BUFFACOLD: Many times the glitz and glamour of the “Big Apple” overshadows the efforts of surrounding communities. As someone who has roots in New York City but lives just eight hours north in the tundra- like confines of Buffalo, NY, I find myself discovering an interesting parallel between my two worlds. Both regions possess a plethora of talent, a thriving Hip-Hop culture, and an almost overbearing sense of ambition. In a world full of limited opportunity, my contribution to the ether should not only be consumed by mega-celebrities featured in their 4th issue of Vogue, but also with the kid on my train who sells his own beats or the girl down my street who markets her music on Soundcloud. With that said, I present another column, BUFFACOLD to my “try-to-be” minimalistic blog. This is specifically for urban talent rising and apart of the Hip-Hop scene in Buffalo. Be sure to check it out because sometimes the coldest places bring the heat. Yes, I came up with that.
ZAY WEEKS: In pure “music nomad” fashion, I was introduced to Zay Weeks (ahem my inaugural Buffacold piece) music from stumbling upon a random event I attended out of sheer curiosity. BeauFleu’s music and arts, an internationally recognized organization whose known to highlight the city’s most influential artists at their annual festival, also has monthly installations. Weeks, who was featured at BeauFleu’s most recent show earlier this month, instantly caught my eye.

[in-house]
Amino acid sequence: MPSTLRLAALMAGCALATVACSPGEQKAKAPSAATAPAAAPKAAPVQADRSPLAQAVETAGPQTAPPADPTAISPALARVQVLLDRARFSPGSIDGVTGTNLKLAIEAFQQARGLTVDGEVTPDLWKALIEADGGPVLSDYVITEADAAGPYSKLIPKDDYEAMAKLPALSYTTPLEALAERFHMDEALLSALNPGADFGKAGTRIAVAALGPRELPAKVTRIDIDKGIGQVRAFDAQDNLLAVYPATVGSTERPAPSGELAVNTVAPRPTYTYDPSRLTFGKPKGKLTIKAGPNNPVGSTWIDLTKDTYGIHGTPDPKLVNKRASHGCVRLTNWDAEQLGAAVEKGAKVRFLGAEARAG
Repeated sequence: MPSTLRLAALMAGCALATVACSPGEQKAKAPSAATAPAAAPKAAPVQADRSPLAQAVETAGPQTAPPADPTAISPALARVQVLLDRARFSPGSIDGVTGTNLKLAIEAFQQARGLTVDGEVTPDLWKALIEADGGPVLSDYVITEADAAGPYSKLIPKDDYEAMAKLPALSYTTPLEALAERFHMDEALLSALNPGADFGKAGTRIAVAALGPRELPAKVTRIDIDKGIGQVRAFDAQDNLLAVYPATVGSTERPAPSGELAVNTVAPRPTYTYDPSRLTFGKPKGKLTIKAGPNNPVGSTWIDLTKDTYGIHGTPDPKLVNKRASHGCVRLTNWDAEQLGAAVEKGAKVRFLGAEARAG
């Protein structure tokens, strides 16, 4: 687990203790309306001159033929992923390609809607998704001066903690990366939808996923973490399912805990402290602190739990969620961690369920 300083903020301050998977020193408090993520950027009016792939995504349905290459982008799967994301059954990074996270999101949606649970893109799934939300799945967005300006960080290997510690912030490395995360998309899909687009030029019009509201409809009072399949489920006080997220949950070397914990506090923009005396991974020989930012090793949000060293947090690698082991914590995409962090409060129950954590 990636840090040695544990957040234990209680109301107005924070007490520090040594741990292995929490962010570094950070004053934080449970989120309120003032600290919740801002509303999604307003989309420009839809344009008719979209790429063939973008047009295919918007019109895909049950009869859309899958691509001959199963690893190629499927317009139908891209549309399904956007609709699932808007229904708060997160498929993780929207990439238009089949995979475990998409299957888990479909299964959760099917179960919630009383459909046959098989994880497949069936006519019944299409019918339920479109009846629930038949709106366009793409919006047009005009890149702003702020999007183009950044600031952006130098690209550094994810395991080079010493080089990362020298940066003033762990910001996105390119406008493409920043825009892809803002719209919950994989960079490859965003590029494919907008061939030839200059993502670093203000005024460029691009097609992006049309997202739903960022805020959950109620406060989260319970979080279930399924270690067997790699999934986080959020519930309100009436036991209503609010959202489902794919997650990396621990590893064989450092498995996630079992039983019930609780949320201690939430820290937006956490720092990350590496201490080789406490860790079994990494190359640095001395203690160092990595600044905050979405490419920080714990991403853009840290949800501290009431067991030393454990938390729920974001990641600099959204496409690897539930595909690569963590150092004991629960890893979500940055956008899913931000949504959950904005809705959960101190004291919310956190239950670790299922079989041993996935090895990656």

Sometimes the bump of an 808, or cadence of a lyric sticks out from an artist, but with Weeks, it was his stage presence. Other than the random girl who tugged on my shoulder, screaming “Thats my cousin!” during his set; Week’s sound, style, and flow was something reminiscient of a mid-2000’s Drake or Jersey-era Fabolous. A closer look and listen to his most recent project, Dec. 3075 shares the complete picture of an determined emcee who is continuously rising in his skill. The album begins with a few chords and a rather softer sound from the Queen City rhymer.
“I got all these records on me. I try to be patient. I just try and wait, but I dont wanna ever have to wait for too long.”
A foreshadowing message for what much of the album shares, Weeks constantly tickles the ideas of success. From dreaming of Miami nights, to sipping on the finest alcohol, the rhymer constantly displays classic Hip-Hop ettiquette on “Utopia,” and “Spaceships,” with proposals of supporting his family and rap collective, Royal Kings. He also doesn’t shy away from the troubles of ambition on tracks like “Utopia,” and “Harbor Side“ featuring fellow rapper LBS. But perhaps, my favorite tracks are the ones where he let’s his heart spill like a faucet. The last two tracks on “Dec. 3075” embody what [I at least] feel makes Zay Weeks so unique; Achieving transparency and empowerment. The Ella Mai sampled “Take A Moment” and Boom Bap aestethic in “Go From Here” puts Week’s lyricism center stage.
“This is heart, meets real, meets pain, meets chill, meets knowledge, meets skill- Got me feelin’ like i’m floatin.’“
On top of making genuine, REAL music- Weeks isn’t afraid to dip his voice into a diverse set of sounds. Zay Weeks is an artist who considers all things. Calculated and effortlessley executing music; which could easily be apart of rap hits circulated today, he is definitely one to watch.